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10 Great Restaurants That Have Been Open For Over 10 Years

Launch Map

10 Great Restaurants That Have Been Open For Over 10 Years

Restaurant requests tend to fall into two major categories: The new spots and the classic spots. We all want to know what’s red-hot and buzzy and what’s time-tested and important. But what about those places that fall somewhere in between? They’re not really new but they’re not necessarily old. They’re the places that had their time in the sun and can now be found plugging away, keeping themselves relevant (and crowded) amidst a constant sea of turnover. Is there a tougher place to be? Do these places even exist? Absolutely. Here are our picks for great restaurants that have been open for over 10 years.

The Spots


Cliff's Edge

Silver Lake
3626 W Sunset Blvd.

Cliff’s Edge in Silver Lake is one of our city’s great restaurants and yet it somehow still feels like a secret. The patio is legendary, falling somewhere between a Kenyan safari lodge and a Jurassic World premium suite. With a cocktail list rivaling any on the Eastside and a recently overhauled menu that took a good restaurant and made it great, it’s hard to argue there’s a more complete spot in Los Angeles right now.


Angelini Osteria

7313 Beverly Blvd

Los Angeles loves itself a mediocre Italian restaurant. Give us a decent pesto, some colorful macaroons, and call yourself Bottega Louie and we’ll be there. But then we have places like Angelini Osteria that, while still dishing out some of the best old-school Italian food in town, feels brand new every time. Just don’t let its small, informal space on Beverly deceive you. Angelini is a culinary giant and a well-deserved one at that.

Photo: Eric Chan / Flickr

La Casita Mexicana

4030 Gage Ave.

While a midweek trip to Bell is a bonafide death sentence in the minds of most Angelenos, if the destination is La Casita Mexicana you simply deal with it. Because this industrial enclave south of DTLA is home to one of the best Mexican restaurants in SoCal. With an eccentric, Dia de Los Muertos vibe, a fantastic regional menu, and a waitstaff fully accustomed to destination eaters, you’ll feel at home in no time. And just turn the car around now if you aren’t planning on ordering the chile en nogada.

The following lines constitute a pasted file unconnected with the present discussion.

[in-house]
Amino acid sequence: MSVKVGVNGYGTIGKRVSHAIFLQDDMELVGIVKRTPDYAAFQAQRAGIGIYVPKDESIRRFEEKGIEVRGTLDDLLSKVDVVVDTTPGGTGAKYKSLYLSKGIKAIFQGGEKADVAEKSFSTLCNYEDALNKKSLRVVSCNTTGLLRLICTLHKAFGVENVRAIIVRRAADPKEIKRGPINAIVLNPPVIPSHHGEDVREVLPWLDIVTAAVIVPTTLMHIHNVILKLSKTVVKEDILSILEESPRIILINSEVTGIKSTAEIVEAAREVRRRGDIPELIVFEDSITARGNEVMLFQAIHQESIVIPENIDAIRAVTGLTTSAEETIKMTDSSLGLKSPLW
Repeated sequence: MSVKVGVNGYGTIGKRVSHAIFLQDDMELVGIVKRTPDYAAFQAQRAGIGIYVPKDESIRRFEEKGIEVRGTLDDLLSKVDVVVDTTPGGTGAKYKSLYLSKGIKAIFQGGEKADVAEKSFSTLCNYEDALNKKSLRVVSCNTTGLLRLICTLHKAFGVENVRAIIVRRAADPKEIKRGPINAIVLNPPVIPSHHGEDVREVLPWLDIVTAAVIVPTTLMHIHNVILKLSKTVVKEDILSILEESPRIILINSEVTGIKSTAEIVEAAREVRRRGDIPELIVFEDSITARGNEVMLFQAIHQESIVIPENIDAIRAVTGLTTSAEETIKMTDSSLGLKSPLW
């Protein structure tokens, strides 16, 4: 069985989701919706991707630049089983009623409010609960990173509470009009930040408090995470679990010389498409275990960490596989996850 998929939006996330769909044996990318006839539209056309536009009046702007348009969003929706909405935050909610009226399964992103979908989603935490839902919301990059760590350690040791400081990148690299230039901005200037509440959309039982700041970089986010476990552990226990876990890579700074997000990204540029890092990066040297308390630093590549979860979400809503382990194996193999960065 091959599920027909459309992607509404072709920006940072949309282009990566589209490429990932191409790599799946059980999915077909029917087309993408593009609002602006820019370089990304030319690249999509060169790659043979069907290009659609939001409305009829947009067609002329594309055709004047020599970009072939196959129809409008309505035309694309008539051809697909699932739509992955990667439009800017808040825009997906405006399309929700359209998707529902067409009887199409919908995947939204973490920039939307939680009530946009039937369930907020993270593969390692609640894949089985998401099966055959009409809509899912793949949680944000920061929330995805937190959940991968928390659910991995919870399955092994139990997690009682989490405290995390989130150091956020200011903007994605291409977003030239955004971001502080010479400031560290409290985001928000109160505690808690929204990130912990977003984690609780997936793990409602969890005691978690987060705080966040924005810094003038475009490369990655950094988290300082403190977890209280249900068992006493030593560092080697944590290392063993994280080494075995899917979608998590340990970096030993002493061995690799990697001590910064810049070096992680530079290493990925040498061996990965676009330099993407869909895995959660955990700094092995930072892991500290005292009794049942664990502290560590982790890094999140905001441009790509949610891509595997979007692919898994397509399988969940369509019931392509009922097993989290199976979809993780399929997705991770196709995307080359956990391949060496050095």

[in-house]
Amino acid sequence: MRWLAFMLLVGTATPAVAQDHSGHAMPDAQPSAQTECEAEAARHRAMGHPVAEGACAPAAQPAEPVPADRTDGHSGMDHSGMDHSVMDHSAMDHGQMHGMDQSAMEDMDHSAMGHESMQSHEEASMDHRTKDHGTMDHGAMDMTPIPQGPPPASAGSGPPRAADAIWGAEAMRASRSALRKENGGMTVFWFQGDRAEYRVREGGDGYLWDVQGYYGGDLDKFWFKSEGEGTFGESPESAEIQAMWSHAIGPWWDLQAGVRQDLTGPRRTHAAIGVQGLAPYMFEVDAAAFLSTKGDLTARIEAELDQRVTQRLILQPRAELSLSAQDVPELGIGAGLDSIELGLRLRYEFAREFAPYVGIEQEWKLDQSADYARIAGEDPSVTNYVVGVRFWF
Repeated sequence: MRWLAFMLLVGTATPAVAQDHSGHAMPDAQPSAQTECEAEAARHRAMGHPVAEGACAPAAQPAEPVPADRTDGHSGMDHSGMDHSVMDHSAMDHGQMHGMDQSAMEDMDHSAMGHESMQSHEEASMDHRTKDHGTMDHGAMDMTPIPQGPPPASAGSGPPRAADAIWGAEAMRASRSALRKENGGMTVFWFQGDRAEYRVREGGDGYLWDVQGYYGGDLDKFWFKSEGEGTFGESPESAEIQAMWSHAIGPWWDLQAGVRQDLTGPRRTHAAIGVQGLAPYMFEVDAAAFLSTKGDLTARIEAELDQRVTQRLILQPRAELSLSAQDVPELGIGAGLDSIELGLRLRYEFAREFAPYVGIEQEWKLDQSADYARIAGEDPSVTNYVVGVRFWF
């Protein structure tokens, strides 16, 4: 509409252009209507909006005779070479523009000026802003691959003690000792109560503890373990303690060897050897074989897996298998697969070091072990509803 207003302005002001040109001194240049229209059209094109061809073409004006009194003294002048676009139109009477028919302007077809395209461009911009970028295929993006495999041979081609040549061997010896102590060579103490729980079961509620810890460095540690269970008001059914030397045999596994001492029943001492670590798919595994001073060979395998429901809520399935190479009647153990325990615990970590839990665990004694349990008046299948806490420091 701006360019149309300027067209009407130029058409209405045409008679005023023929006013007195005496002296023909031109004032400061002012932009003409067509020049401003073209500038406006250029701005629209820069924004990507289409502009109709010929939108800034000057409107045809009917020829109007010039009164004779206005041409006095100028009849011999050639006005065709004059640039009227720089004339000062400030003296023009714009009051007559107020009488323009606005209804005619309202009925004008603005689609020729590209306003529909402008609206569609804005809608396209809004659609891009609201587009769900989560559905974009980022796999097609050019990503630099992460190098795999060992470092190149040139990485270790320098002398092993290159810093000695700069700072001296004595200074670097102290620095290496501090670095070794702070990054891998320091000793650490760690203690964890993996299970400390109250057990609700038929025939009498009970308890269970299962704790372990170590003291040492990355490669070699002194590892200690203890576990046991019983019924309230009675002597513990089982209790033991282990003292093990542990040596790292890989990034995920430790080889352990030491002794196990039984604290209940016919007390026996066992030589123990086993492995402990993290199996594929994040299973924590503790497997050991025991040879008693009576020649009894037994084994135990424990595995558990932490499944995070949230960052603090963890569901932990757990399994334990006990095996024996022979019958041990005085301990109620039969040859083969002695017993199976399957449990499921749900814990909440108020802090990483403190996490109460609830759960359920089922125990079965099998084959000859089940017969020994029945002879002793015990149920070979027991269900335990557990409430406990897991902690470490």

Spago Beverly Hills

176 N Canon Dr

Ok, this one could arguably be on a classics list but it deserves to be here too. Because the fact remains the most famous restaurant in Los Angeles is still among our best. Instead of resting on its 1980s super-stardom laurels, Wolfgang and Co. have continued to reinvent themselves time and time again, showing everyone in the business exactly how it’s done. Respect.

Photo: Niall Kennedy / Flickr

Meals By Genet

1053 S Fairfax Ave

LA’s best ethnic neighborhood you’ve probably never been to is Little Ethiopia. And smack in the center of the crowded Fairfax strip sits its cornerstone restaurant, Meals By Genet. Aside from serving consistently great Ethiopian food, its candlelit dining room exudes a romantic vibe otherwise not found in the neighborhood. And that means you get to eat with your bare hands on date night. What now, Medieval Times?



3014 W. Olympic Blvd.

Despite our city’s wild affinity for Mexican cuisine, Oaxacan still remains a bit on the fringe. Enter Guelaguetza, one of the best Oaxacan restaurants in the country. Located in an area even city aldermans can’t point to with confidence on a map, this James Beard Award winning shrine to mole has a live mariachi band, 65 different types of mescal, and you wondering how the f*ck it took so long to discover it.


Larchmont Wine and Cheese

223 N. Larchmont Blvd.

Long a haven for unneeded coffee shops and yoga mom in-crowds, Larchmont is also home to one of the finest walk-up sandwich counters in LA. Located in the back of a fairly bougie wine shop, Larchmont Wine and Cheese’s menu is small, simple, and perfect. You pick the sandwich and the type of bread and watch the magic unfold in front of you. Just get there early because when that bread runs out for the day, so does your shot of getting a sandwich.


Honey's Kettle Fried Chicken

9537 Culver Blvd

On the southern edge of downtown Culver City, you’ll find this squeaky-clean fried chicken joint that wouldn’t look out of place at a Westfield Mall food court. Nothing to see here, right? Wrong. With its commitment to higher-quality ingredients and now several major accolades under their belt, word is finally starting to get out. Honey’s has quietly been serving some of the best fried chicken in LA for over a decade and we aren’t kidding.



1104 Wilshire Blvd

Melisse is one of the finest restaurants in the city and you’re gonna pay for it. One truffle egg will set you back a cool $95 and that hurts. Does said egg come with an engagement ring from Tom Hardy? Not most nights. But the point remains that whether or not Mad Max gets down on one knee, this two Michelin-starred French restaurant is something you must experience at least once in your life and credit cards exist for a reason.


26 Beach Cafe

3100 Washington Blvd

This quirky Venice standby could’ve easily faded into the sunset years ago but instead has continued to elevate their now famous burgers and bring in some serious crowds. Back in the day, a sushi burger on a menu was a way bigger deal than it is today and 26 Beach knows it. But the food still holds up (especially brunch) and the grandma’s-back-on-Vicodin decor can’t be beat.

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